Method-of-slices

# Method-of-slices - CEG 4012 Lecture #23 Method of Slices...

This preview shows pages 1–8. Sign up to view the full content.

CEG 4012 Lecture #23 Method of Slices

This preview has intentionally blurred sections. Sign up to view the full version.

View Full Document
Slope Stability by the Method of Slices • Allows for variability of c- slope soils (not homogenous) • Also allows for seepage and external forces • Slope is divided into a series of vertical slices which intersect a trial circular failure surface • The bottom of each slice is straight line and contains only one type of soil:
Slope Stability by the Method of Slices Draw free body diagram of a typical slice i and show the forces acting unit thickness: where: U i = Water pressure force T i = Shear force N i = Normal effective force E i = Normal forces on side S i = Shear force on sides W i = Weight of slice i = Inclination of slice failure plane x i = Width of slice L i = Length of slice failure plane In general: Too many unknowns must make simplifying assumptions . ....

This preview has intentionally blurred sections. Sign up to view the full version.

View Full Document
Geometry for method of slices for each slice must find weight, W i and base angle, i : – can draw slope with slices to scale and measure with scale and protractor – or can use trigonometry: first define the circle center, the circle radius R, the width x i of each, and the horizontal distance, x i , from the circle center to the slice center the volume of the slice is x i h i where h i = height of the slice at its center and h i = R cos α i y i where y i = distance to circle center above slice surface the weight of the slice, W i =  x i h i since
Slice Geometry Example toe circle, i = 45 ° , center above toe, 5' slices, = 120 pcf, R = 40', H = 30', Y =40' for slice 3: x 3 = y 3 = 12.5', x 3 = 5' (40' - 12.5') = 27.5' α 3 = h 3 = R cos α 3 y 3 = W 3 = γ∆ x 3 h 3 = 40’ cos 18.21 ° 27.5’ = 10.5’ Y z 3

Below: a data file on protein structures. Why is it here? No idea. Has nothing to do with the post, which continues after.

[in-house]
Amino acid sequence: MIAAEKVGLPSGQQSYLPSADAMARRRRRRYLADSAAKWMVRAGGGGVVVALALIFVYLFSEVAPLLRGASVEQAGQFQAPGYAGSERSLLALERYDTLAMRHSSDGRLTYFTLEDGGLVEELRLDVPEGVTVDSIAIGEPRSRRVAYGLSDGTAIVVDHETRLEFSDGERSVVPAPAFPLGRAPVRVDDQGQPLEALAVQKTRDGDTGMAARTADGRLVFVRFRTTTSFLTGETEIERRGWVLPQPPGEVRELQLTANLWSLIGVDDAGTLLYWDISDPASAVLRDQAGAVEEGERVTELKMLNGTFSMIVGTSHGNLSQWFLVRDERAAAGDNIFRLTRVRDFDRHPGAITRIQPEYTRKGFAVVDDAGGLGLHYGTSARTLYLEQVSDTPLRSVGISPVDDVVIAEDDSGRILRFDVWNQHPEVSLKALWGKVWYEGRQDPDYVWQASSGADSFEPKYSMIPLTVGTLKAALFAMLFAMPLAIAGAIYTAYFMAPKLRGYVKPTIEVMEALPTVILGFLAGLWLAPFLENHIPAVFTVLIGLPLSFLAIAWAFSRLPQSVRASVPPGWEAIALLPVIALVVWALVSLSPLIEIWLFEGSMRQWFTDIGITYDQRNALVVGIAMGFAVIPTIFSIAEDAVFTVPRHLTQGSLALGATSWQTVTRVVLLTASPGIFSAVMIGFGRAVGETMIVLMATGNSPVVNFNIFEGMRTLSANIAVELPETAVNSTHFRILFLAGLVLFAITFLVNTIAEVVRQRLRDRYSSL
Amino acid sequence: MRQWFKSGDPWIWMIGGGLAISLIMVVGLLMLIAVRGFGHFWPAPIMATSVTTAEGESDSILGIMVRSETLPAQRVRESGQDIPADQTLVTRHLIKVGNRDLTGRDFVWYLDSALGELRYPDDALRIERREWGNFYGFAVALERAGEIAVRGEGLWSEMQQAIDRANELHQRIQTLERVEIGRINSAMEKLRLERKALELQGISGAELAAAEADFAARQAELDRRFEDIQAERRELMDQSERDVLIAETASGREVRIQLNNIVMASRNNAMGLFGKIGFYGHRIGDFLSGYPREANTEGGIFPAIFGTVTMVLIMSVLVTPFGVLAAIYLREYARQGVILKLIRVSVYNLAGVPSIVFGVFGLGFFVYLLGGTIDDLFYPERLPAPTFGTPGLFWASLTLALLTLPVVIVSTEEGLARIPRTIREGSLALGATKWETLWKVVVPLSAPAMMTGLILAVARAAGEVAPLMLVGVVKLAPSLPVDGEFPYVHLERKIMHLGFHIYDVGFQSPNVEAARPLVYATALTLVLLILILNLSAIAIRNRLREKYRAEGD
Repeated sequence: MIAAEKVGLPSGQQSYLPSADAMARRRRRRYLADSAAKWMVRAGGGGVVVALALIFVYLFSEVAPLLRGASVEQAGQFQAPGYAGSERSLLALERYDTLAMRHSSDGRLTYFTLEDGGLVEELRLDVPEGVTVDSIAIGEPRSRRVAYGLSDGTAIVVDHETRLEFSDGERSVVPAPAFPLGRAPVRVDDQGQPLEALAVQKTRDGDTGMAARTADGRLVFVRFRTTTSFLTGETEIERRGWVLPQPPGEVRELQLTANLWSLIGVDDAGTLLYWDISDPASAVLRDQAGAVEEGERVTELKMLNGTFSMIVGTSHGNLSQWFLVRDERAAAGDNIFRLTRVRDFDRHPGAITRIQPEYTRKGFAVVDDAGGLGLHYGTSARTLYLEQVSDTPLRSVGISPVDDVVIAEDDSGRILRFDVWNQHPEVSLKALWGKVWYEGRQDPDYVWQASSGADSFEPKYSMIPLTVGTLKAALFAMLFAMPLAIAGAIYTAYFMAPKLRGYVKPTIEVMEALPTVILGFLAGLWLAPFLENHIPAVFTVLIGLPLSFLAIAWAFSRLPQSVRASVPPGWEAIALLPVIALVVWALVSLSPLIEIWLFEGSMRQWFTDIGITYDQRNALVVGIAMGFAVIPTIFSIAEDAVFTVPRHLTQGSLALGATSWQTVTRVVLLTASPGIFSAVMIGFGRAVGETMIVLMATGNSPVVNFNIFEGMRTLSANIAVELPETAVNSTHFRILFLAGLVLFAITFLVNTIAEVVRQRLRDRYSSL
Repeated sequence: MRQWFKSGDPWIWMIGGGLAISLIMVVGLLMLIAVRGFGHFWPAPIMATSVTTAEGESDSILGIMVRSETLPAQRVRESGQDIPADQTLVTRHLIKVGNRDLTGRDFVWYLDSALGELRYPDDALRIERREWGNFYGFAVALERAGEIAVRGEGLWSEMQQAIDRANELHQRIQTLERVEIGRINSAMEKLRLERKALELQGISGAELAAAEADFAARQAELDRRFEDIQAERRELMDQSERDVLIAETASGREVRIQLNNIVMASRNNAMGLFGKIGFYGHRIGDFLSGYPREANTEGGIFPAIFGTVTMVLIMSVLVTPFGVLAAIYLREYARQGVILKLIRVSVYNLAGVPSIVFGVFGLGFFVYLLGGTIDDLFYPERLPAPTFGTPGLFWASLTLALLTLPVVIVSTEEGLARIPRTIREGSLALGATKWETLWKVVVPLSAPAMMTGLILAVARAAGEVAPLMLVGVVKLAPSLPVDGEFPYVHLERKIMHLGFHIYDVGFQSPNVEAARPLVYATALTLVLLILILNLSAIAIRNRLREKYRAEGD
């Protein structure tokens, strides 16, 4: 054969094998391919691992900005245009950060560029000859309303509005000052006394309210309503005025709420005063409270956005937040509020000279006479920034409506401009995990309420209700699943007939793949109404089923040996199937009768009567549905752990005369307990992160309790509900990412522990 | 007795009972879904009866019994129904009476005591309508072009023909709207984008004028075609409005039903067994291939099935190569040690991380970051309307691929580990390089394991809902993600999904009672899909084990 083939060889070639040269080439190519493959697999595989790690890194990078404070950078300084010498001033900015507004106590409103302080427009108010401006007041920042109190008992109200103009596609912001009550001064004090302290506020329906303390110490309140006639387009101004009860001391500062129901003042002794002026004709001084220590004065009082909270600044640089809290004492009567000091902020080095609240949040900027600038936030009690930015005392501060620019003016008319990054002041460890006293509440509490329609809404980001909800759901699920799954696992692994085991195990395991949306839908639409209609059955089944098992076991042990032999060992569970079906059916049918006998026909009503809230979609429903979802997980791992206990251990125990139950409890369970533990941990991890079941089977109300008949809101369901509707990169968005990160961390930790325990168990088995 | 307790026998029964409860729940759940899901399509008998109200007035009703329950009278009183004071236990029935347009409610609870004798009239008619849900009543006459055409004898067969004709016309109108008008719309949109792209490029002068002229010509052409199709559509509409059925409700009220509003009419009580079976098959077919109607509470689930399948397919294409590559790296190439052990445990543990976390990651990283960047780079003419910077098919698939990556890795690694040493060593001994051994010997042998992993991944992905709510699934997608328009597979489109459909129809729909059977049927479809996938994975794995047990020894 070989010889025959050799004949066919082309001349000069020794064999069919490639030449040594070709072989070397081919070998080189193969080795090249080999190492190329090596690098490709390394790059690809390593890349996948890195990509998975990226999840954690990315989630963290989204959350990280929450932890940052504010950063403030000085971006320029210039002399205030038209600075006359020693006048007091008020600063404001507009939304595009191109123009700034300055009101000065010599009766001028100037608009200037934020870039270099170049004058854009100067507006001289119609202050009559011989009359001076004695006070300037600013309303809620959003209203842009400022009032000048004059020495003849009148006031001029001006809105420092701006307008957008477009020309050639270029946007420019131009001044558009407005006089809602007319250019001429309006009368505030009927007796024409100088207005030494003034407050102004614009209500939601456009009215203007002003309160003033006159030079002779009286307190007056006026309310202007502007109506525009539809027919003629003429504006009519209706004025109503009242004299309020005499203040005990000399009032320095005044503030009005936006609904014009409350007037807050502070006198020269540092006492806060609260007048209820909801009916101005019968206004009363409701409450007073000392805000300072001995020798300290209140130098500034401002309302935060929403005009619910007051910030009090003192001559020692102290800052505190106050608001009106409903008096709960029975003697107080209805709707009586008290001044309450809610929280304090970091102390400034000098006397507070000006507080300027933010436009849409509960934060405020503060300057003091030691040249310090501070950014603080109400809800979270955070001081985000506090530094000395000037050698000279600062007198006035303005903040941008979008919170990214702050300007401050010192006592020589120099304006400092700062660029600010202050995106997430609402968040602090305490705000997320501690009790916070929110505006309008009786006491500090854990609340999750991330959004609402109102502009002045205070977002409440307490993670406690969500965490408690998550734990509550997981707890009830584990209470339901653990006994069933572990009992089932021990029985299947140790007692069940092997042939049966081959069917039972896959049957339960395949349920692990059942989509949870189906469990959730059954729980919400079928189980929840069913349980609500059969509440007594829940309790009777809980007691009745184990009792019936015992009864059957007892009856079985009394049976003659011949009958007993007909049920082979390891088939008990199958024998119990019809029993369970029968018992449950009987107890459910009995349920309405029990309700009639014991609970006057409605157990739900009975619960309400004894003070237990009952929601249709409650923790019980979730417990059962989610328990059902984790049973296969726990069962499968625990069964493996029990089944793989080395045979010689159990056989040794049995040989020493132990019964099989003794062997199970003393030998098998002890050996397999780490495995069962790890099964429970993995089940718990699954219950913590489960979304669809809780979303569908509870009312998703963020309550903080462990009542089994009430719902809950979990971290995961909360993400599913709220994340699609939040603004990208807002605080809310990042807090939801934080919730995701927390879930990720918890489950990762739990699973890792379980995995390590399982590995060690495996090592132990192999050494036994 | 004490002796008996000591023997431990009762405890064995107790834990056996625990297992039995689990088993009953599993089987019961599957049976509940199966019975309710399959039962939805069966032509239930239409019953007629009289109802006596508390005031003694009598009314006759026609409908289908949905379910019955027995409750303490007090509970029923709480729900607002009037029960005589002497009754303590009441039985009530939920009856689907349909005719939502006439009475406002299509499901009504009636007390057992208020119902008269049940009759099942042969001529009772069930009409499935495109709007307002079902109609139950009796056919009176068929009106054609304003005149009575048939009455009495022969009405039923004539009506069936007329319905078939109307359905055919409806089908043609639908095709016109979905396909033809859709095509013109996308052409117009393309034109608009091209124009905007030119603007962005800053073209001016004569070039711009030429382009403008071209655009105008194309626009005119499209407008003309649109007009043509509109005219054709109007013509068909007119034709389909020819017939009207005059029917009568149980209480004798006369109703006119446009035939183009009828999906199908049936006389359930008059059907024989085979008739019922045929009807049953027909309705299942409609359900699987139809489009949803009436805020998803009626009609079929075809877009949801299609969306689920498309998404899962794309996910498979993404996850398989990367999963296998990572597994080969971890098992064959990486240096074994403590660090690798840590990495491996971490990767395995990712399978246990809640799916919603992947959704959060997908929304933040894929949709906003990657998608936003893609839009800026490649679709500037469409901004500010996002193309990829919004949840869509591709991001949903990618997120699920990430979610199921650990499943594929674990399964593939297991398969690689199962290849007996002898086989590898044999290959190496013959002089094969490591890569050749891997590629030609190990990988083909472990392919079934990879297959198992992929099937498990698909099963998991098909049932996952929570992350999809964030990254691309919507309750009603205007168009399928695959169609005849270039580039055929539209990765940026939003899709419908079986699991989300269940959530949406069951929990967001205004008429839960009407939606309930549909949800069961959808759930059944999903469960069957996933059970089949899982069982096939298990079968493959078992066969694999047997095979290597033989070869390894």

This preview has intentionally blurred sections. Sign up to view the full version.

View Full Document
External Forces in Method of Slices method of slices very flexible: – weight of slice may include both saturated and moist soil – slices may include more than one type of soil – weight of slice should include any water above slice (i.e. calculate total slice weight, the water pressure will be subtracted from N i ) – add vertical external forces to slice weight – add horizontal external forces x moment arm to resisting or driving moment, as appropriate
Fellenius Method (1927) (also known as the Swedish Method) First method of slices developed and presented in the literature. Simplicity of the method: possible to compute factors of safety using hand calculations.

This preview has intentionally blurred sections. Sign up to view the full version.

View Full Document
This is the end of the preview. Sign up to access the rest of the document.

## This note was uploaded on 12/14/2011 for the course CEG 4012 taught by Professor Staff during the Fall '08 term at University of Florida.

### Page1 / 37

Method-of-slices - CEG 4012 Lecture #23 Method of Slices...

This preview shows document pages 1 - 8. Sign up to view the full document.

View Full Document
Ask a homework question - tutors are online